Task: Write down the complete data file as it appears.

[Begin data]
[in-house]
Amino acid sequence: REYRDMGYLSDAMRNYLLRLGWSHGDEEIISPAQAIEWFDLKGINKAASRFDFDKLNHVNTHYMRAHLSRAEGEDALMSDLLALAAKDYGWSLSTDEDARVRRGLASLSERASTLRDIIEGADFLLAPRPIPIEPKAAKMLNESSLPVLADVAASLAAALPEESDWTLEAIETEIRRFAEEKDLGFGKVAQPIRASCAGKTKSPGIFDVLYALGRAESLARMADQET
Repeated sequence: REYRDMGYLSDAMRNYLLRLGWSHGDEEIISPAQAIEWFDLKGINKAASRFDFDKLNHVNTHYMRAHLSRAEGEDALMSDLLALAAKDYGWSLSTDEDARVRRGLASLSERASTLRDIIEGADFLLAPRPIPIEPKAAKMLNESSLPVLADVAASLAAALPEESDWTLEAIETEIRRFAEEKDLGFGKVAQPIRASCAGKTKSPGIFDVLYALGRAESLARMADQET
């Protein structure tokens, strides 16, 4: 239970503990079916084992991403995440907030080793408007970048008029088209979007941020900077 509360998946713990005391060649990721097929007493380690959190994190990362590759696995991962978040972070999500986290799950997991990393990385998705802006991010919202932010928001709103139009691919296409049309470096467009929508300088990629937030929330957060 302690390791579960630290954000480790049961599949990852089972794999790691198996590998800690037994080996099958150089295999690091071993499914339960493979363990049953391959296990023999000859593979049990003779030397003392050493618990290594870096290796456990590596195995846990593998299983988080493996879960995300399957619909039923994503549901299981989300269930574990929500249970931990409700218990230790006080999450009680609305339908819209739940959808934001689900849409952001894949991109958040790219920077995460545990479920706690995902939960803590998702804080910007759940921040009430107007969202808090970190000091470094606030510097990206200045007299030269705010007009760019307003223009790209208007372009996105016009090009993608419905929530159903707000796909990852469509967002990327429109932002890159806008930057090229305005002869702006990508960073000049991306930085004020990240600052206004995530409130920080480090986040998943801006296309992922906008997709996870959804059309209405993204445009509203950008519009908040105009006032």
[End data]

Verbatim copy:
[in-house]
Amino acid sequence: REYRDMGYLSDAMRNYLLRLGWSHGDEEIISPAQAIEWFDLKGINKAASRFDFDKLNHVNTHYMRAHLSRAEGEDALMSDLLALAAKDYGWSLSTDEDARVRRGLASLSERASTLRDIIEGADFLLAPRPIPIEPKAAKMLNESSLPVLADVAASLAAALPEESDWTLEAIETEIRRFAEEKDLGFGKVAQPIRASCAGKTKSPGIFDVLYALGRAESLARMADQET
Repeated sequence: REYRDMGYLSDAMRNYLLRLGWSHGDEEIISPAQAIEWFDLKGINKAASRFDFDKLNHVNTHYMRAHLSRAEGEDALMSDLLALAAKDYGWSLSTDEDARVRRGLASLSERASTLRDIIEGADFLLAPRPIPIEPKAAKMLNESSLPVLADVAASLAAALPEESDWTLEAIETEIRRFAEEKDLGFGKVAQPIRASCAGKTKSPGIFDVLYALGRAESLARMADQET
């Protein structure tokens, strides 16, 4: 239970503990079916084992991403995440907030080793408007970048008029088209979007941020900077 509360998946713990005391060649990721097929007493380690959190994190990362590759696995991962978040972070999500986290799950997991990393990385998705802006991010919202932010928001709103139009691919296409049309470096467009929508300088990629937030929330957060 302690390791579960630290954000480790049961599949990852089972794999790691198996590998800690037994080996099958150089295999690091071993499914339960493979363990049953391959296990023999000859593979049990003779030397003392050493618990290594870096290796456990590596195995846990593998299983988080493996879960995300399957619909039923994503549901299981989300269930574990929500249970931990409700218990230790006080999450009680609305339908819209739940959808934001689900849409952001894949991109958040790219920077995460545990479920706690995902939960803590998702804080910007759940921040009430107007969202808090970190000091470094606030510097990206200045007299030269705010007009760019307003223009790209208007372009996105016009090009993608419905929530159903707000796909990852469509967002990327429109932002890159806008930057090229305005002869702006990508960073000049991306930085004020990240600052206004995530409130920080480090986040998943801006296309992922906008997709996870959804059309209405993204445009509203950008519009908040105009006032």